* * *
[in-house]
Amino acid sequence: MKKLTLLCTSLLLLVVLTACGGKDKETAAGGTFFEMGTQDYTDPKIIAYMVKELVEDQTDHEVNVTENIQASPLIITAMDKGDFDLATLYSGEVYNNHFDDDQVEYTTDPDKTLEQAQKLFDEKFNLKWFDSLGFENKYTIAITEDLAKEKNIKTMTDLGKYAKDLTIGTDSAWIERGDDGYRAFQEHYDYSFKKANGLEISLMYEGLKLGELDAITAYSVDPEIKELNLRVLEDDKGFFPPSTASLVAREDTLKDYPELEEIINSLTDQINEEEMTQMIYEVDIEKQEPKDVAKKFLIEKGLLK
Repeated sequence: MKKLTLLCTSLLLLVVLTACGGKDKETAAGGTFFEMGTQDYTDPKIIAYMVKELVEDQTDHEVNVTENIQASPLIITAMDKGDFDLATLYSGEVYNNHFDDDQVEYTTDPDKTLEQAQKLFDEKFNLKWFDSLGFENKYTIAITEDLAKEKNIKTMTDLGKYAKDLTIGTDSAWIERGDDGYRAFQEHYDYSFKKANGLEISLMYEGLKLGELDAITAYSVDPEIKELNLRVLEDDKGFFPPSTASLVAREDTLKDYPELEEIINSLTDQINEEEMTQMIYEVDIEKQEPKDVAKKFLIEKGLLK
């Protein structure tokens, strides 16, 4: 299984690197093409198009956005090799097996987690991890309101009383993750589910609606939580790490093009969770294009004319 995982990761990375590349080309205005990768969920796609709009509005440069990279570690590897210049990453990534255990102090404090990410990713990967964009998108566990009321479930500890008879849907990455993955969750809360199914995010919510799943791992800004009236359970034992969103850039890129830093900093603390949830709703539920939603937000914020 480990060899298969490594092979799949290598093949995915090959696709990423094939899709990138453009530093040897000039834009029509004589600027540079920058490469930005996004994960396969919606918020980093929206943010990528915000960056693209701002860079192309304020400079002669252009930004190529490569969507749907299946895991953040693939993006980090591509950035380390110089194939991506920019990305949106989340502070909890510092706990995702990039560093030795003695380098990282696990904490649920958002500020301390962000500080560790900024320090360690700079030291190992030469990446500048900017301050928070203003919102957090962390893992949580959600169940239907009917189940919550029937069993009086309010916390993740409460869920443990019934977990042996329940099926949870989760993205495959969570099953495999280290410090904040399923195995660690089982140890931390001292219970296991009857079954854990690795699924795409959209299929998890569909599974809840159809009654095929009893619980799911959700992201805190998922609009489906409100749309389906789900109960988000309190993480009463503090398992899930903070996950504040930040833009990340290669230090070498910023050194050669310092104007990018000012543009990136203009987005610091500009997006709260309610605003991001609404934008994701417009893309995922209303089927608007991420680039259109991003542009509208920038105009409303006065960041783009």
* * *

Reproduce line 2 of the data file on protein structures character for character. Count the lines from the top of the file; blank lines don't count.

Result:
Amino acid sequence: MKKLTLLCTSLLLLVVLTACGGKDKETAAGGTFFEMGTQDYTDPKIIAYMVKELVEDQTDHEVNVTENIQASPLIITAMDKGDFDLATLYSGEVYNNHFDDDQVEYTTDPDKTLEQAQKLFDEKFNLKWFDSLGFENKYTIAITEDLAKEKNIKTMTDLGKYAKDLTIGTDSAWIERGDDGYRAFQEHYDYSFKKANGLEISLMYEGLKLGELDAITAYSVDPEIKELNLRVLEDDKGFFPPSTASLVAREDTLKDYPELEEIINSLTDQINEEEMTQMIYEVDIEKQEPKDVAKKFLIEKGLLK